Lost!

L. Ron Hubbard once described the mass of roads leading into and out of our Nation’s Capital as a maze designed to keep the citizens from the seat of power.He may have had a point. Back when I lived in Richmond, Virginia, I had a traumatic experience with our beloved capital. I can finally look back on it years later with some wit and witticism. (I only cried twice while writing about it!) It was on a Monday and I was taking a friend to Dulles Airport outside of DC. I followed the signs and got my friends to the airport without the slightest trouble. Then I made a major mistake. I tried to go back to Richmond.

The expressway to Dulles is a fabulous road. It zips along without any of those pesky exits to distract you from your main focus – survival. To be fair, there are a few exits. Unfortunately, the one that I wanted (I can even remember which one it was now) had signs that said that Interstate was coming up; however, the road never appeared. I looked for it several times and never found it. I realized that I might have been in trouble when signs to new Interstates (ones that had not even existed as far as I was concerned) began to appear.

Knowing that I needed to go east to find my way to I-95 I took this new Interstate with the vague hope of finding my way home. I-80-something sounded promising. The problem was it was telling me east was west and west was east. Those sign people really have a great sense of humor, don’t they? I got on the east-bound I-80somthing, knowing full well I was going west. It was at this point when things began to get confusing.

I was lost. Not having been lost for at least 30 hours, I decided to just enjoy it. There were decent odds I would find my way out of the DC area someday. While driving along, I saw a sign that said Iwo Jima – next exit. Not really sure if the sign referred to the monument or the island, I took a chance that it was the monument. That chance paid off. I saw it. It was BIG. I mean really big! Cruising around it and wondering how to get closer, I made another mistake. There is a road right next to the monument that apparently has no way in or out. They put cars in there to make you think you can get in. I suspect they use helicopters to airlift them in there. I, still naive about the ways of Washington, decided to try and get closer. Logic dictated that going around it long enough, I would find a way in. (Yeah, I know. Logic and DC don’t mix. I was young and stupid.) I turned right. That was when I saw the sign that told me I was crossing the Potomac River.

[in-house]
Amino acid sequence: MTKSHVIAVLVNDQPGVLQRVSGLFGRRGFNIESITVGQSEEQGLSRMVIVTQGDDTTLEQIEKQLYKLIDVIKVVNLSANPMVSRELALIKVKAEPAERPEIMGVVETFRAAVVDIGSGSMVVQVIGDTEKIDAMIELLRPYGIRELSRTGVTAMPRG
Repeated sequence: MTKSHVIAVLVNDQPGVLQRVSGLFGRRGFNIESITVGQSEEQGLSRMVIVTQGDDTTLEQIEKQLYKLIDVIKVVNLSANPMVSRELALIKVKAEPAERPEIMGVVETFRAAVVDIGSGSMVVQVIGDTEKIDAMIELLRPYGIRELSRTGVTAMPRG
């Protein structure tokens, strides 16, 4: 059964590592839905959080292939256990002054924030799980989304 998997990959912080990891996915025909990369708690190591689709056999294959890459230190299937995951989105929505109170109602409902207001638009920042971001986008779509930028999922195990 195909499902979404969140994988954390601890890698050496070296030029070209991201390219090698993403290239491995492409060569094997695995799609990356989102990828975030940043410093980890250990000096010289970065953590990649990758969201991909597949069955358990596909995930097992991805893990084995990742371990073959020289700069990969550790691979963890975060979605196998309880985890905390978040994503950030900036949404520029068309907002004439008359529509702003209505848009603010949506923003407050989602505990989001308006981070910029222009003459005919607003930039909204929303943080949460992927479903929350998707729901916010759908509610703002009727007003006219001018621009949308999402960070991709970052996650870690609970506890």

Crossing the river may not seem like that big a deal to you. It isn’t, unless you started you trip at Dulles. You see, Dulles airport is not in Washington, DC. In reality it right outside of St. Louis. You have to drive forever to actually get from DC to Dulles. It’s a joke they play on tourists and foreign dignitaries. By now I figured that I was an accidental tourist.  Crossing the Potomac took me into the District of Columbia. I was really in Washington! “OOOOPS” was the first thing that came to mind as I watched Virginia fade away in my rear view mirror.

This was the point when all traces of sanity faded away and I began to enjoy the experience. The past two weeks had been rough and this was the crowning blow to the fragile hold I had on reality. (Some things never change.) A sign appeared that said “Independence Ave.” That sounded like a nice street to try. I got off the road I was on (which to me will forever remain the RoadWithNoName) and went on Independence Ave. I saw the Washington Monument in the distance and decided to use that as a landmark. It would have worked too if I hadn’t been forced to go the opposite direction by the escaped mental patients that drive on the streets of DC. With a tear I waved goodbye to the Washington Monument and looked forward to my next adventure in this new direction.